(ATR) The International Paralympic Committee has laid out “strict conditions” in lifting its ban on Russian Paralympians.
IPC President Andrew Parsons announcing Russia reinstatement (IPC)
The IPC announced Friday that it would reinstate the Russian Paralympic Committee by March 15. The ban was introduced in August 2016 in the wake of the McLaren Report detailing the country’s state-sponsored doping scheme.
The Paralympic governing body said today that 69 of 70 reinstatement criteria outlined by the IPC in November 2016 had now been met.
The IPC Taskforce said the one criterion not achieved was provision of “an official response adequately addressing the findings made by Professor McLaren”.
President Andrew Parsons said that after the 29-month ban, the IPC’s governing board agreed that keeping the RPC suspended was “no longer necessary and proportionate to the situation we now face in Russia”.
He said the RPC had implemented 69 measures “which provide the IPC with confidence that it is now a very different organisation to the one that it was prior to Rio 2016”.
“Russian Para athletes are amongst, and will continue to be, the most tested athletes in the Paralympic Movement. Under the supervision of WADA, RUSADA has effectively been rebuilt from the ground up, is back testing and is conditionally reinstated by the global body responsible for it,” he said.
“With these factors in mind, maintaining the RPC’s suspension on the grounds of Russia’s continuing refusal to not accept the McLaren Report does not seem right. We need to move things forward and find a solution that protects the integrity of Para sport, acknowledges the significant reforms made by the RPC, and enables the RPC to comply with its membership obligations.”
Commenting on Russia’s failure to accept the findings of the McLaren Report, Parsons said: “At our meeting the board concluded that disappointingly Russia most probably will never accept the findings of the McLaren Report, bearing in mind it has not provided any proper response to it since its publication in July 2016.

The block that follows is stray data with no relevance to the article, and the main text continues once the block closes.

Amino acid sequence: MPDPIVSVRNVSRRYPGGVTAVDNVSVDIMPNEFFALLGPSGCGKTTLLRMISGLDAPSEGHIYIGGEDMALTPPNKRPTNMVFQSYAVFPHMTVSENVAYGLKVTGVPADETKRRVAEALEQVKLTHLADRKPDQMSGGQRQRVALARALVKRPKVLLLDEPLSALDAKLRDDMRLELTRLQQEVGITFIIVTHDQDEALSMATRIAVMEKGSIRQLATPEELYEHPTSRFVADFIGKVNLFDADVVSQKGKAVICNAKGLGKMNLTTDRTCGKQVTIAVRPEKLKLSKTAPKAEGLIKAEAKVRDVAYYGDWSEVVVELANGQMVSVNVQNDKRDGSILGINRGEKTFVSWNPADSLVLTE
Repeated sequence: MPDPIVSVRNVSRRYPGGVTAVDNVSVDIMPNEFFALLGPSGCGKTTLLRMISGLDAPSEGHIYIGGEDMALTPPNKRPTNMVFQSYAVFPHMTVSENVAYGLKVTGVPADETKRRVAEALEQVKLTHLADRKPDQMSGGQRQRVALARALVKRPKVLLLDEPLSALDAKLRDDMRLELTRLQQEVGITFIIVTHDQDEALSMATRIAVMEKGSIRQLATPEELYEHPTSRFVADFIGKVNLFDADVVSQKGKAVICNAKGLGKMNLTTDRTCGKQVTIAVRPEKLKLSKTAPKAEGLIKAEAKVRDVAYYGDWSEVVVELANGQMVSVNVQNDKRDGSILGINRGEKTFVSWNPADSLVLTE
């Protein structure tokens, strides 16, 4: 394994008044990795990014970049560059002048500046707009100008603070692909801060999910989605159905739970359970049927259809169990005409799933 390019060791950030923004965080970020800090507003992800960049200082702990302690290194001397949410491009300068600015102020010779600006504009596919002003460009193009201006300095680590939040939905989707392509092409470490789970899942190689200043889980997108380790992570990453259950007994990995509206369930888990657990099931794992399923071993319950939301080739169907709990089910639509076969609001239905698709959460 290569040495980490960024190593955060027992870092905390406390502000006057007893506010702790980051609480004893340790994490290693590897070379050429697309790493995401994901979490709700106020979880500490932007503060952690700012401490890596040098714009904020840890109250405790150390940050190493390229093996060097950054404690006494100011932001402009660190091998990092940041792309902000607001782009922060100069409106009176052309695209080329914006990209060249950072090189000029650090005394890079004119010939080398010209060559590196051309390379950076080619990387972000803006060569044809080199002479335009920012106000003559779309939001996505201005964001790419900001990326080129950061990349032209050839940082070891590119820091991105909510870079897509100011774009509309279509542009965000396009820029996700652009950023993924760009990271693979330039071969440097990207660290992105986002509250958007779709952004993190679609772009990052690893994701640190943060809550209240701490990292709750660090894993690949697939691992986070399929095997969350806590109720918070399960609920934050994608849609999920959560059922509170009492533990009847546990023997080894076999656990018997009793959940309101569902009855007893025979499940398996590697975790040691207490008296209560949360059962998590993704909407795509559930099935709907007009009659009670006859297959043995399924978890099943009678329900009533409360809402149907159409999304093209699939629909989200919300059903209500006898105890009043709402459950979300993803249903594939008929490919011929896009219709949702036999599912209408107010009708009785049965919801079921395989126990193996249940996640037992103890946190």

The strict conditions under which Russia’s suspension will be formally lifted include that:
• RPC remains compliant with all requirements of the WADA program and IPC anti-doping code
• All relevant bodies must be able to carry out their anti-doping activities in Russia without external interference
• RUSADA must not be declared non-compliant by WADA
• Up until Dec. 31, 2022, Russian Para-athletes will only be entitled to participate in certain competitions (including the Tokyo 2020 and Beijing 2022 Paralympics) if they have met the specified testing requirements
• RPC must contribute to the IPC’s significant costs resulting from the increased testing required in relation to Russian athletes under the IPC’s jurisdiction until 31 December 2022
• RPC must provide progress reports to the IPC every six months for at least three years.
The IPC is threatening to revoke the RPC’s conditional reinstatement if any of the post-reinstatement criteria are not met.
Announcing the IPC’s decision, Parsons emphasised that six of the governing board’s 13 voting members were Para athletes and “fully back this decision”.
“They are supportive because with the conditions the RPC must continue to meet over a period of three years, we are confident that we can ensure a level playing field for all Para athletes and that the participation of the RPC will no longer jeopardise the integrity and credibility of Para sport competitions,” he said.
Reported by Mark Bisson
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